Amendment to NYC’s Salary Transparency Law Delays Effective Date and More

Amendment to NYC’s Salary Transparency Law Delays Effective Date and More
Posted by   Natasha Lipcan May 24, 2022

On May 12, 2022, Mayor Eric Adams signed a bill (Int. 134-A) that amended New York City’s salary transparency law (which we previously wrote about here and here) by, among other things, pushing back the law’s original effective date until November 1, 2022.  

As we shared previously, New York City’s salary transparency law (Local Law No. 32 of 2022) required employers with 4 or more employees to include a good faith estimate of the minimum and maximum salary it expects to pay in any advertisement for a job, promotion, or transfer opportunity in New York City. This law was set to go into effect on May 15, 2022. The amendment not only delays the law’s effective date, but also makes the following important changes and clarifications: 

  • Scope – the law does not apply to positions that cannot or will not be performed, at least in part, in New York City.
  • Disclosure – the disclosure requirement includes minimum and maximum annual salary or hourly wage, whichever is applicable to the position.
  • Remedy – the right to file a lawsuit for an alleged violation of the law is limited to current employees bringing claims against their current employer.
  • Penalties – covered employers will not be subject to a civil penalty for a first complaint alleging a violation, provided that the employer shows it fixed the violation within 30 days of receiving notice from the New York City Commission on Human Rights (NYCCHR). Covered employers may have to pay civil penalties of up to $250,000 for an uncured first violation, as well as for any subsequent violations.

Recently, the NYCCHR issued an updated fact sheet to assist covered employers with complying with the law as amended.

Next steps for Employers
Employers can begin preparing now for compliance with the new law as amended, and should consider taking the following steps:

  • Evaluating the implications of adding pay information in covered job postings and consider conducting a pay equity audit or review.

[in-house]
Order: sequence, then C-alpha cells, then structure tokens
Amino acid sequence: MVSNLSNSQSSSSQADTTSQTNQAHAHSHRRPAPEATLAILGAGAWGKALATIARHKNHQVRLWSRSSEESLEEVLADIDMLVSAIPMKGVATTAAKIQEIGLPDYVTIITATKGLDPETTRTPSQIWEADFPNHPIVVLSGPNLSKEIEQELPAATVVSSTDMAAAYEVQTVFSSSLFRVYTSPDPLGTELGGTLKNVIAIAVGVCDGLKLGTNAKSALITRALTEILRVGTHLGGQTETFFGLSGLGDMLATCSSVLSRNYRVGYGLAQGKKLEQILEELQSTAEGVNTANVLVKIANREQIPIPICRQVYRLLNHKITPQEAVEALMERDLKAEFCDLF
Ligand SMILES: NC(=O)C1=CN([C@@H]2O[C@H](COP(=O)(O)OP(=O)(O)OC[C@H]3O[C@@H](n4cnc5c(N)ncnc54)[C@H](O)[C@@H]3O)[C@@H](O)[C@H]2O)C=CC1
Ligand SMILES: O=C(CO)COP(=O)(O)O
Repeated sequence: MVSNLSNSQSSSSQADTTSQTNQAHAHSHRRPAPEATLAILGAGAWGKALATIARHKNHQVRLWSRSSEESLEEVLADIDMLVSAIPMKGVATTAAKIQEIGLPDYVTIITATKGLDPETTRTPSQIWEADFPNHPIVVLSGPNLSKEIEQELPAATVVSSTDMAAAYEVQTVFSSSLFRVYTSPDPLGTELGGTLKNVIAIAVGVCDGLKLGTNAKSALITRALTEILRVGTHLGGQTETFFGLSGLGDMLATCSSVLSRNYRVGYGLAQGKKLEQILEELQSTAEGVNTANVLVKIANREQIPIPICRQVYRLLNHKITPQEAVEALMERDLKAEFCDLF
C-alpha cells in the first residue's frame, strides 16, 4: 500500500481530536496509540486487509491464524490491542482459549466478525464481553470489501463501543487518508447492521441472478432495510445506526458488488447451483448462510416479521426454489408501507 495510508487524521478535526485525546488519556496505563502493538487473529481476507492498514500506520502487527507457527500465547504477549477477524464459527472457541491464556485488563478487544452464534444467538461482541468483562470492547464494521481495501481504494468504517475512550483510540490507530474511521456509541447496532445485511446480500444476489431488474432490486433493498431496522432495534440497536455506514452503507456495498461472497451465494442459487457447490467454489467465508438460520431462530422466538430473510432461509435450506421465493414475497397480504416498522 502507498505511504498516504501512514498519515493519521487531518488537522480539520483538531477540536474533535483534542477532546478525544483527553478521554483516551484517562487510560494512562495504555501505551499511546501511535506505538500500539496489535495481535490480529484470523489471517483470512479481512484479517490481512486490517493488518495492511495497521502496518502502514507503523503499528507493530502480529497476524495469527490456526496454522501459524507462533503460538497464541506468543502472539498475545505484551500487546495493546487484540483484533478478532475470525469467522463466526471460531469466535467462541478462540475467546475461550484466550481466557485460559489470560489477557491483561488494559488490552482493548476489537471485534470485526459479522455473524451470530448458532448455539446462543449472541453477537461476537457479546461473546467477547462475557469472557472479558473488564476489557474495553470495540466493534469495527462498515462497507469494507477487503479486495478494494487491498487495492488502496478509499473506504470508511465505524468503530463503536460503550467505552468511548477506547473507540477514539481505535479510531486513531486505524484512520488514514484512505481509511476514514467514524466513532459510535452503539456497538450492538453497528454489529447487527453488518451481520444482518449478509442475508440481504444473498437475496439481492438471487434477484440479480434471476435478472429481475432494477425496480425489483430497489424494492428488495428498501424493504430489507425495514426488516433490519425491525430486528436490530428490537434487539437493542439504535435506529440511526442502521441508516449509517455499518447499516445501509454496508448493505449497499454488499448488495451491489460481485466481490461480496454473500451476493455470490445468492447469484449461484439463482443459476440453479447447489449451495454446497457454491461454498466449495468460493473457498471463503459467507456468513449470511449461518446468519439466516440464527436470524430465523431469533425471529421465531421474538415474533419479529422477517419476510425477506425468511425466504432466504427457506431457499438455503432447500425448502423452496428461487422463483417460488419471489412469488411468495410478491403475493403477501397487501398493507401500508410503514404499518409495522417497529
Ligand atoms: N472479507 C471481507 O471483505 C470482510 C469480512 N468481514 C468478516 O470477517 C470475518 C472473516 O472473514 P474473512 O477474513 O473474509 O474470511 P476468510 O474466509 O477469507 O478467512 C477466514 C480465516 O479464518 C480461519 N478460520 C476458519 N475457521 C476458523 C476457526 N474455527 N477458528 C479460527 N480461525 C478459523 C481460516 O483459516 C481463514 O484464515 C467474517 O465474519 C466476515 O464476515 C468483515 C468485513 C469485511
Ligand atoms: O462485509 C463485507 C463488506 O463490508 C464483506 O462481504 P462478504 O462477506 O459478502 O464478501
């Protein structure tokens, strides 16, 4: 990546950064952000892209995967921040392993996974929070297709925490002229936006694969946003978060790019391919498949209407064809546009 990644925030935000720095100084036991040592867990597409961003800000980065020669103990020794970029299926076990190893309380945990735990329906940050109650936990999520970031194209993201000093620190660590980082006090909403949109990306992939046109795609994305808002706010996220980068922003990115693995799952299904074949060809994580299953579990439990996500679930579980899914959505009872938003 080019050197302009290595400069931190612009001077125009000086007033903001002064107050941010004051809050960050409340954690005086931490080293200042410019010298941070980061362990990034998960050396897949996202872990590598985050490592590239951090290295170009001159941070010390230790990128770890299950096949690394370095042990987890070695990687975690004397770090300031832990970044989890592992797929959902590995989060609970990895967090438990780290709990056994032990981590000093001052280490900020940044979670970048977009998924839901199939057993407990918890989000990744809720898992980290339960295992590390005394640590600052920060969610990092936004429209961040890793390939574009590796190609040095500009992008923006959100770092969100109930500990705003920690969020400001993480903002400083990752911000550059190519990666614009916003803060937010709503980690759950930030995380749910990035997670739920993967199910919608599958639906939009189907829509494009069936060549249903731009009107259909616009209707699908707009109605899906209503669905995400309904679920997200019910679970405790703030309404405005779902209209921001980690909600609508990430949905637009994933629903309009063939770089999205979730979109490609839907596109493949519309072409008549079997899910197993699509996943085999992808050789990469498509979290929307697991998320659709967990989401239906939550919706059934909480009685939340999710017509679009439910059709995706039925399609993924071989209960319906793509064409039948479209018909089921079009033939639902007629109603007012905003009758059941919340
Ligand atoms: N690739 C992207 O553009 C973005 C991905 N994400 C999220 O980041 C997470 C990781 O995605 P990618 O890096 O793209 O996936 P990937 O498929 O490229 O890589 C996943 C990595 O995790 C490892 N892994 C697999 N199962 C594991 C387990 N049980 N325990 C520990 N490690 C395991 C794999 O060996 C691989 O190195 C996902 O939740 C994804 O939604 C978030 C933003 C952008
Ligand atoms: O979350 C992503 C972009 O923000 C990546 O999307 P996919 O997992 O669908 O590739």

• Setting or reviewing annual salary or hourly rate ranges for positions that can or will be performed, even in part, in New York City.
  • Developing or reviewing policies and practices relating to the disclosure of salary or wage information in internal and external job postings, and creating new job posting templates, if needed.
  • Educating human resources and other professionals (e.g., hiring managers, recruiters, compliance teams) about the new law.

We will continue to monitor developments relating to New York City’s salary transparency law. Please feel free to contact Natasha Lipcan at [email protected] with questions about this new law or its requirements.


Natasha Lipcan (New York team) is an employment law attorney with more than 20 years of experience representing private employers in a broad range of employee-related matters. She handles a wide range of employment issues, including employment law compliance, organizational change, diversity and inclusion, employment-related agreements, arbitrations and litigations, wage and hour, workplace training and policies, and recruiting, hiring, managing and terminating employees.

This publication should not be construed as legal advice or a legal opinion on any specific facts or circumstances not an offer to represent you. It is not intended to create, and receipt does not constitute, an attorney-client relationship. The contents are intended for general informational purposes only, and you are urged to consult your attorney concerning any particular situation and any specific legal questions you may have. Pursuant to applicable rules of professional conduct, portions of this publication may constitute Attorney Advertising.

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